Omkara Review

Shakespeare, Bandits, India, Rustic, Othello, Western… Actually – Spaghetti Eastern. A re-telling of Othello adapted to a rural Indian milieu this is gripping and harsh, engaging yet brutal – and I may be cocksure enough to say, very much in sync with the bard’s vision.

Omkara a.k.a. Omi Shukla (Devgan as Othello) is the leader of a gang of bandits in ravenous Uttar Pradesh. He rules by fear and his gaze is usually enough to send any resistance reeling… Hurrah for the charms of the eponymous bad boy, as local middle class rose Dolly (Kapoor as Desdemona) falls for his rustic charms. The movie opens with Dolly’s kidnapping by Omi on the day of her marriage – at her own behest, breaking off her engagement to elope with him. Dis-owning her in the process, her father warns her self-appointed suitor “You’ll never be able to trust a girl that turns her back on her father” A chilling repost to her actions, that has severe implications in times to come.

Chief lieutenant for the local corrupt politician – Bhaisaab (Shah / Duke of Venice), Omi is expected to hand over duties and much of his power to an appointed successor. Widely expected to be Langda Tyagi (Khan as Lago). It is in fact Kesu (Oberoi as Cassio) that he announces as next in command, much to the quiet chagrin of younger sibling Langda. This further amplified when Langda’s trusted lieutenant Raju (Deepak Dobriyal) smears both empathy and salt into his ego – in equal measure. Langda then in turn begins to sow the seeds of doubt into Omi’s mind regards Dolly’s fidelity and Kesu’s integrity…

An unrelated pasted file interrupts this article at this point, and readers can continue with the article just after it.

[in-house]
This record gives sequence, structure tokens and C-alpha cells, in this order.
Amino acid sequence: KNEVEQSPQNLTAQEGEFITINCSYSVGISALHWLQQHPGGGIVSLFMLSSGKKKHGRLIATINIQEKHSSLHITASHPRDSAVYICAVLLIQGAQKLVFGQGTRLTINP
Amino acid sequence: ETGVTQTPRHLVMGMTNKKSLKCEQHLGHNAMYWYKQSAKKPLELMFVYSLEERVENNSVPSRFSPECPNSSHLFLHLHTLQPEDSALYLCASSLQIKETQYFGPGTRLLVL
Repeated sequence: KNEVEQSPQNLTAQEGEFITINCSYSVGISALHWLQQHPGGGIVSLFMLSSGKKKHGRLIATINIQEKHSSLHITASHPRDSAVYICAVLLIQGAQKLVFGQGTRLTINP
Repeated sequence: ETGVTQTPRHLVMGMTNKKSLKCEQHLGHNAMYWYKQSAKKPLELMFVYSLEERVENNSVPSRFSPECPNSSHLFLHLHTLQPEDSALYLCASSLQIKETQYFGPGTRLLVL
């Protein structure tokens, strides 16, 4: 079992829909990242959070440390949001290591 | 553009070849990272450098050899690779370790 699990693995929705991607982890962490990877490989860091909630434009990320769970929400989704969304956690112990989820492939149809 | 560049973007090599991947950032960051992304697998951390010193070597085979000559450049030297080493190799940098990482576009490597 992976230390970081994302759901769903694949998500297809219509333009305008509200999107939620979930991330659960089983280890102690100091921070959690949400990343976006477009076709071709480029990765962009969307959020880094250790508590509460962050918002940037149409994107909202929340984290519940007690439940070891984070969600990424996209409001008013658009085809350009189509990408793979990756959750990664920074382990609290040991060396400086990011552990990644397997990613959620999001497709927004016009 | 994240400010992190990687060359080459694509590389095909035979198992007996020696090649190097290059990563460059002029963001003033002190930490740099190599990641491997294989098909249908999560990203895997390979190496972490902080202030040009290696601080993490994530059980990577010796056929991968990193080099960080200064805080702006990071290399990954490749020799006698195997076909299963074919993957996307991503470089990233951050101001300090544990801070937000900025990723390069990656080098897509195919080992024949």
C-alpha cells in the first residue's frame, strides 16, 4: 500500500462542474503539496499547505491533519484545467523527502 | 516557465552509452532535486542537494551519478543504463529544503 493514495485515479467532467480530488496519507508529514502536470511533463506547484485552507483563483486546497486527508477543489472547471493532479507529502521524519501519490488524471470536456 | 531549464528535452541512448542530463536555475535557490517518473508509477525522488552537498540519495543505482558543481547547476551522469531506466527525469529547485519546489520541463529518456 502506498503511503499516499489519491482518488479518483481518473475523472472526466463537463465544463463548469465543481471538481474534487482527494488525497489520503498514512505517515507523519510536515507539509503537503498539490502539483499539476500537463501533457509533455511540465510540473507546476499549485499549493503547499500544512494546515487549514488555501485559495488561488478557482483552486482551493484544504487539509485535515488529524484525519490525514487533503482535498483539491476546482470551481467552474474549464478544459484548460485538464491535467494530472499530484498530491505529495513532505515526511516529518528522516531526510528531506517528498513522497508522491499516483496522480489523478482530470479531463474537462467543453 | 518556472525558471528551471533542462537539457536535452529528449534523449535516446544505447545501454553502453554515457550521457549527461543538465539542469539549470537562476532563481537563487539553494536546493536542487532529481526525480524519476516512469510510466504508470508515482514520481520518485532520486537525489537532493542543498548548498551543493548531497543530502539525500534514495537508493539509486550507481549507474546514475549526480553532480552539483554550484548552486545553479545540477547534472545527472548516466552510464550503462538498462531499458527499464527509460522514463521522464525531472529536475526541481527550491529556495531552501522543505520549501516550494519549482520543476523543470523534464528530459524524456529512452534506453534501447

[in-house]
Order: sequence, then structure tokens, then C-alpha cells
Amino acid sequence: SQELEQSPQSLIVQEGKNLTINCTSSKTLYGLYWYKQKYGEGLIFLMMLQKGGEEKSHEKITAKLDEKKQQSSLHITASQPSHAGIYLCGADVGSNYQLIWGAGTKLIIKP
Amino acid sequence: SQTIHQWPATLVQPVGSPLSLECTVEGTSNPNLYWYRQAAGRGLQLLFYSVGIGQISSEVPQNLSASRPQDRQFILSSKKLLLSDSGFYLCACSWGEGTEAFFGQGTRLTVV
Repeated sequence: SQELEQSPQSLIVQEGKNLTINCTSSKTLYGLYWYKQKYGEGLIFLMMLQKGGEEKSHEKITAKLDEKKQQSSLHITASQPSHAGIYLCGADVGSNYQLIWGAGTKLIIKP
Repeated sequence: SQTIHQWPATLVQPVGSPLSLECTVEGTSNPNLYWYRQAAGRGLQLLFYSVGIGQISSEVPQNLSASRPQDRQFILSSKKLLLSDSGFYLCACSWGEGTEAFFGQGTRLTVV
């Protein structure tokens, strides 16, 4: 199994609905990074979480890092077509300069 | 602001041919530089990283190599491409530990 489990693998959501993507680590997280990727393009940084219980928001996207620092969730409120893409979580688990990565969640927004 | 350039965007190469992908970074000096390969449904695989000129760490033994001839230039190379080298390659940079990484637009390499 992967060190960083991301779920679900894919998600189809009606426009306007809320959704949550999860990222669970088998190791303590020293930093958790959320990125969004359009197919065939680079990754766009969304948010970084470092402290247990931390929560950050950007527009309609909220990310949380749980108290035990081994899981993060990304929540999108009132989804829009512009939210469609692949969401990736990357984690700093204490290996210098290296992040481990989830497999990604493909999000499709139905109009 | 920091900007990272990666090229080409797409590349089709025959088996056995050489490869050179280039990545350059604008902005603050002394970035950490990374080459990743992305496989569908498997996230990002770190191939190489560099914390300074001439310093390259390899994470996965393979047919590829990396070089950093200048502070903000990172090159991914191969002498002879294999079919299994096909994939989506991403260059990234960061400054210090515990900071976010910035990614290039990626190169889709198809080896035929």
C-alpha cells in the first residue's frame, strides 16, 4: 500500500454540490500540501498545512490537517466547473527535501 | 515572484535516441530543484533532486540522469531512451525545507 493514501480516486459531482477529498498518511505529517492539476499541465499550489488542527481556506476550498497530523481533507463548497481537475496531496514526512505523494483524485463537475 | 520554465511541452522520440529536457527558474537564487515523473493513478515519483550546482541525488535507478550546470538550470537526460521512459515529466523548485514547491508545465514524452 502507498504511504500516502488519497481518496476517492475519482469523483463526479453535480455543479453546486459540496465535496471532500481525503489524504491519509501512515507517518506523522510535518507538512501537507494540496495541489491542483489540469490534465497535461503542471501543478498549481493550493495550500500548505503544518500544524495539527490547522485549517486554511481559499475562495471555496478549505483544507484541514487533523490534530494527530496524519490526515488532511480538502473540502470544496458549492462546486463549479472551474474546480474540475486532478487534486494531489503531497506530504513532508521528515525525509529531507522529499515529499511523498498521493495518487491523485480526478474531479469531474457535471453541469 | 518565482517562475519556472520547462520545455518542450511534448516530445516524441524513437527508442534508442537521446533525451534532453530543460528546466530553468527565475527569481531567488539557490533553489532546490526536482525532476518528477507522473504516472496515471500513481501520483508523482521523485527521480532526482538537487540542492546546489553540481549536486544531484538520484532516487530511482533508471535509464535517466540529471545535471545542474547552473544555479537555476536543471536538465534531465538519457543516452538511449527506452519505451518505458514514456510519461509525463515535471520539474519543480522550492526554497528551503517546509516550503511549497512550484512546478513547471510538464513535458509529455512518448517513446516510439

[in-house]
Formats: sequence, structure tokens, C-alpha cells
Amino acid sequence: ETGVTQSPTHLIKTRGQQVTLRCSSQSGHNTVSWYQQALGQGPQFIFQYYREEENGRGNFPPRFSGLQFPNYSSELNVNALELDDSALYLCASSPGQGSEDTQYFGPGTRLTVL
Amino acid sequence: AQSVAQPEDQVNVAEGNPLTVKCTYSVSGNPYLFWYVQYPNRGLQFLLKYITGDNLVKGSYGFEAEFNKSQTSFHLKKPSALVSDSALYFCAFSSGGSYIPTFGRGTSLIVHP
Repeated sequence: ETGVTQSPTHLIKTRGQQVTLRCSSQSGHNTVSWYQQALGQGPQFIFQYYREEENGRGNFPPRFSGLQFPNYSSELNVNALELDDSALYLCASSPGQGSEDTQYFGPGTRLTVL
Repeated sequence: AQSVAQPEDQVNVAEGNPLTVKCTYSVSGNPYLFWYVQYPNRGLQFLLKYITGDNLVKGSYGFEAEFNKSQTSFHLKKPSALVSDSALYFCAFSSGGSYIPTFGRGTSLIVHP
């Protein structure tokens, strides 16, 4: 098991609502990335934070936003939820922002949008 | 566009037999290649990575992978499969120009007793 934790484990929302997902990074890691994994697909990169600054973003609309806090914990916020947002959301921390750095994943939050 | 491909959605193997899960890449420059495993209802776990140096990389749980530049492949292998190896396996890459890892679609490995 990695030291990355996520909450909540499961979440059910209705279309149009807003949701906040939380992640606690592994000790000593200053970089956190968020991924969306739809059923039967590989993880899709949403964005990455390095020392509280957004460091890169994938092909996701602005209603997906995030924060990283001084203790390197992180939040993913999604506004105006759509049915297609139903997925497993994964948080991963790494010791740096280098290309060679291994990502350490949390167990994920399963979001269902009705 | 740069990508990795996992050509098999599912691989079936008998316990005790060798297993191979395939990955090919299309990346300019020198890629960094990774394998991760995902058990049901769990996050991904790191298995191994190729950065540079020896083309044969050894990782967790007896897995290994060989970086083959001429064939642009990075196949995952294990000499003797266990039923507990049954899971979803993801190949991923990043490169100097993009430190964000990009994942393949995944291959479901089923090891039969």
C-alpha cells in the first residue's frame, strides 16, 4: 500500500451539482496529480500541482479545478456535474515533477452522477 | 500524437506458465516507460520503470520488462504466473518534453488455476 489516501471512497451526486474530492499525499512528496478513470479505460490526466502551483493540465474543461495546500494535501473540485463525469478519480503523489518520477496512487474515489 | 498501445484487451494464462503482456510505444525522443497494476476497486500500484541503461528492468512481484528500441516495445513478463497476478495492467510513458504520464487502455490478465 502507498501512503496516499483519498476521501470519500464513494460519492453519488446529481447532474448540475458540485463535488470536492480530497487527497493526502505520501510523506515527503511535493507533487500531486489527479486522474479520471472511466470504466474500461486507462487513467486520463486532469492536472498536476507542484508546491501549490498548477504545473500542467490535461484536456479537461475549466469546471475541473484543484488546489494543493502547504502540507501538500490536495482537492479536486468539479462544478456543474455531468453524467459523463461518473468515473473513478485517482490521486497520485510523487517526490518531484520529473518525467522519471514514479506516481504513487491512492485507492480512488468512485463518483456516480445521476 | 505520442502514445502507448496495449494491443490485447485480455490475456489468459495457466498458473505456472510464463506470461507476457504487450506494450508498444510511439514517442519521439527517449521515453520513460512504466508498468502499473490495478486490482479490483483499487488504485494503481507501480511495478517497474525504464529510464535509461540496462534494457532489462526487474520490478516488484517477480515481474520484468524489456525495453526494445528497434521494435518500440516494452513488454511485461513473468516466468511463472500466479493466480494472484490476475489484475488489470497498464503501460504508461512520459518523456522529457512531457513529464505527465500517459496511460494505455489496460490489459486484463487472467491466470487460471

Shakespeare has been an inspiration for many, and Bhardwaj is no exception. Set in the barren wastelands of Uttar Pradesh, the setting is (both physically and socially) apt for the pace and antiquated mentality of 16th century Venice – indeed, they have probably evolved at a similar pace. A bone of contention with this film is the language though, which is incredibly caustic at times. Taking the bard’s words to extremes… as well as his ending, which has slight variances from the original text; giving vengeance more meaning.

This is Bhardwaj’s second stab at Shakespeare, and as with Maqbool (an adaptation of Macbeth) he once again hits the ground running with his pacing, form and characters’ acute nuances. Hard to believe this chap was once composing music for movies!! He has also managed to compose an enigmatic score for this very gritty film. Most importantly he knows his craft well… music and direction… and he can spin a yarn – the script is sharp; the movie watertight.

The performances rock, especially Khan playing against type as scheming Machiavellian sidekick Langda, and Sharma as his partner. Daughter of the eponymous Aparna Sen she is fabulously natural, and brilliant at that. Devgan as a warlord, torn between love and treachery is succinct. Essentially a tale of how doubt can get the better of you, especially when those niggling thoughts allow jealousy to take over… and take relationships to extreme conclusions. Also a testament to (crimes of) passion and – dare I say it – Love. Very dark, but just as beautiful.

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